Fort Snelling: Breaking the Code

Japanese Language School

Knowledge of an enemy’s language and culture can shorten wars and facilitate the recovery. Based at Fort Snelling, Minnesota, from August 1944 to October 1946, the Military Intelligence Service Language School (MISLS) served the U.S. Army by providing this knowledge of the Japanese. Though far from the battlefields of World War II, Fort Snelling produced trained, educated, and battle-ready translators and code breakers for the war effort in the Pacific Theater.

In the years leading up to World War II, two servicemen realized the need for the army to understand the Japanese language and culture. Capt. Kai E. Rasmussen had spent four years with the U.S. Army in Tokyo, Japan (1936-1940) and for six months observed the Japanese army during their war with China.Lt. Col. John Weckerling had studied Japanese in Japan in the 1920’s and returned to the U.S. as Assistant Military Attaché. As tensions rose between the U.S. and Japan, these two officers offered the War Department a blueprint for a military intelligence language school. Reluctantly, the War Department accepted the military intelligence school proposal and permitted them to establish the school as part of the Fourth Army, near its headquarters in San Francisco, California. Belatedly, the War Department funded the school, but with only $2,000. The school opened on November 1, 1941, in an old airplane hangar, receiving the appropriate title of the Fourth Army Intelligence School.

John F. Aiso
Director John F. Aiso

Minnesota Historical Society

A month later on December 7th, when the Japanese attacked Pearl Harbor, Hawaii, the school’s mission became much more urgent. However, as a result of the attack, Rasmussen and Weckerling had difficulty recruiting teachers for the school’s translators and interpreters. Rasmussen desperately needed a Director of Training, and he filled that position immediately after meeting John F. Aiso, a distinguished lawyer of Japanese descent who received his education at Harvard. When Rasmussen found Aiso, he was serving the U.S. Army as a mechanic in a truck repair outfit in Los Angeles, California. Three other instructors (Shigeya Kihara, Akira Oshida, and Tetsuo Imagawa) joined Aiso and provided the teaching base for the Fourth Army Intelligence School.


The school’s initial function was teaching students Japanese reading, writing, interrogation, translation and interpretation. Students also studied captured documents; Japanese geography and map reading; Japanese military organization and technical terms; radio monitoring; and the social, political, economic and cultural background of Japan. Since the school only accepted Nisei (Japanese Americans) or non-Japanese Americans, it only admitted 60 students.

Nisei represented the majority of proposed students, creating a tense situation for the school, since anti-Japanese sentiments escalated after the attack on Pearl Harbor. The Issei (Japanese aliens) and the Kibei (Japanese-Americans who studied in Japan for three or more years) were viewed by the U.S. government with mistrust, fearing that they might remain loyal to Japan and sabotage American efforts to fight the Japanese, leaving all hopes on the American born Nisei. Of all the students who were admitted to the school, only two were Caucasian.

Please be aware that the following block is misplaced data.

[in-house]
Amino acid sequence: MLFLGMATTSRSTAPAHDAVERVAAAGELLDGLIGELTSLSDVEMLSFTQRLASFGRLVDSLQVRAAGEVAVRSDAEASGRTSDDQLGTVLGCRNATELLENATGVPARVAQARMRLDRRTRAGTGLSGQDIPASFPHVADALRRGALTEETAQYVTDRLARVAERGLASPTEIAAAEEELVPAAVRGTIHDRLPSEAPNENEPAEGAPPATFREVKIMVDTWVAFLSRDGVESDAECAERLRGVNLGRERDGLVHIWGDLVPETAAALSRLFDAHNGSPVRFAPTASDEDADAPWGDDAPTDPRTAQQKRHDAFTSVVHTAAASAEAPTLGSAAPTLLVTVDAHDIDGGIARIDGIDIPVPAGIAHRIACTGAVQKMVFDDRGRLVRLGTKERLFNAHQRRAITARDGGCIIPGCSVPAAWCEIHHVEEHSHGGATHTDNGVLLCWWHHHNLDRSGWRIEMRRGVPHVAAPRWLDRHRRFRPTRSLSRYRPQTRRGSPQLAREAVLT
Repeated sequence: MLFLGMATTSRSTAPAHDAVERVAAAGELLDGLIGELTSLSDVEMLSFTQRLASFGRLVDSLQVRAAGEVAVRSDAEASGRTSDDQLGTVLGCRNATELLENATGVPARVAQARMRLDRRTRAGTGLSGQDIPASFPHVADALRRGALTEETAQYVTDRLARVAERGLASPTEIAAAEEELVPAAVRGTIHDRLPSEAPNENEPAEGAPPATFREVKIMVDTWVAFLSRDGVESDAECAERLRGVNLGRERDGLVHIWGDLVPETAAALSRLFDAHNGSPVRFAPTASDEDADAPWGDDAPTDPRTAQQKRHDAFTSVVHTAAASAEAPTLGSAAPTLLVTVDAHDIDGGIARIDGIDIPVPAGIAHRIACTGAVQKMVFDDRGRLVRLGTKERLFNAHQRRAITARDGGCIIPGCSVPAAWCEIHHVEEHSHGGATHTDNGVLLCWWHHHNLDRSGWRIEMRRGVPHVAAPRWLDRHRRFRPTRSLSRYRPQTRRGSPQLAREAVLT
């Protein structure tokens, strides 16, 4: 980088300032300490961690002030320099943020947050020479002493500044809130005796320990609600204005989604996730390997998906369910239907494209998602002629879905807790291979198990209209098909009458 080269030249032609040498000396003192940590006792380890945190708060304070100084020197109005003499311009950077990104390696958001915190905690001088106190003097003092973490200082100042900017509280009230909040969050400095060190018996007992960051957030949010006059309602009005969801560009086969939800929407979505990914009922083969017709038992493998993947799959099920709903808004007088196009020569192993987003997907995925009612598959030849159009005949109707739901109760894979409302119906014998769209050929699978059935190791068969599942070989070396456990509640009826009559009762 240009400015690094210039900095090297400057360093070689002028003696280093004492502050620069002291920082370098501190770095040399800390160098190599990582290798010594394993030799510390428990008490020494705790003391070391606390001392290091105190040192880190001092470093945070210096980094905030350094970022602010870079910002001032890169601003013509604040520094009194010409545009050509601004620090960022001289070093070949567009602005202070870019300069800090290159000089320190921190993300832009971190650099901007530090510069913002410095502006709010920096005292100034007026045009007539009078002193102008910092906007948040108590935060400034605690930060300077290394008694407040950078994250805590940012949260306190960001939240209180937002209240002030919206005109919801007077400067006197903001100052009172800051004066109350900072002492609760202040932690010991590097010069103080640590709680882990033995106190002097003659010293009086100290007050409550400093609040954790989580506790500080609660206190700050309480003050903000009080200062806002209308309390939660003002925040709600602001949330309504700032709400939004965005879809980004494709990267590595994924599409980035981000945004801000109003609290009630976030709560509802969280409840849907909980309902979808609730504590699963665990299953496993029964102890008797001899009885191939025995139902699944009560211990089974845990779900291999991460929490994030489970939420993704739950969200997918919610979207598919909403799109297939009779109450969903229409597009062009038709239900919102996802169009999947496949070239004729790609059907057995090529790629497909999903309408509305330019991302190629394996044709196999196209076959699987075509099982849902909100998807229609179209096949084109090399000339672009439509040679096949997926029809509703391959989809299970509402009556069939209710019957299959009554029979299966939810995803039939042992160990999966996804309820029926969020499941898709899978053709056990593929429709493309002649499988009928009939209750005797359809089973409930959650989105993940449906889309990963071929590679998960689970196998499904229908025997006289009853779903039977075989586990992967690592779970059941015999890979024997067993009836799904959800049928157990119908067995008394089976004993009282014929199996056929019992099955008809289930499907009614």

In February of 1942, Franklin D. Roosevelt signed the Executive Order 9066, which called for a military operation that directed the U.S. Army to remove 112,000 Japanese Americans from the West Coast and into internment camps (Manzanar). The school’s students reacted with animosity, fear, and apprehension. Since the majority of these camps existed in the West where the school was based, the schools staff found it apparent that the school needed a new base of operations. Looking back, John Aiso wrote: “There were a good many members of the general public in California at the time who were enormously antagonistic to all persons of Japanese ancestry, even those in the uniform of the United States Military Service. We in the school were of the opinion that we should move elsewhere in order to minimize any possible friction with these people, especially when our soldiers would be on the public streets during the weekends.” While Kai Rasmussen continued looking for much needed Japanese linguists, he also began a nationwide search to find a new home for the school. Rasmussen stated that he was looking for “a suitable location where a community would accept oriental-faced Americans for their true worth, American soldiers fighting with their brains for their native America.” After being denied by several Midwestern states, the Governor of Minnesota, Harold Stassen, accepted Rasmussen’s request.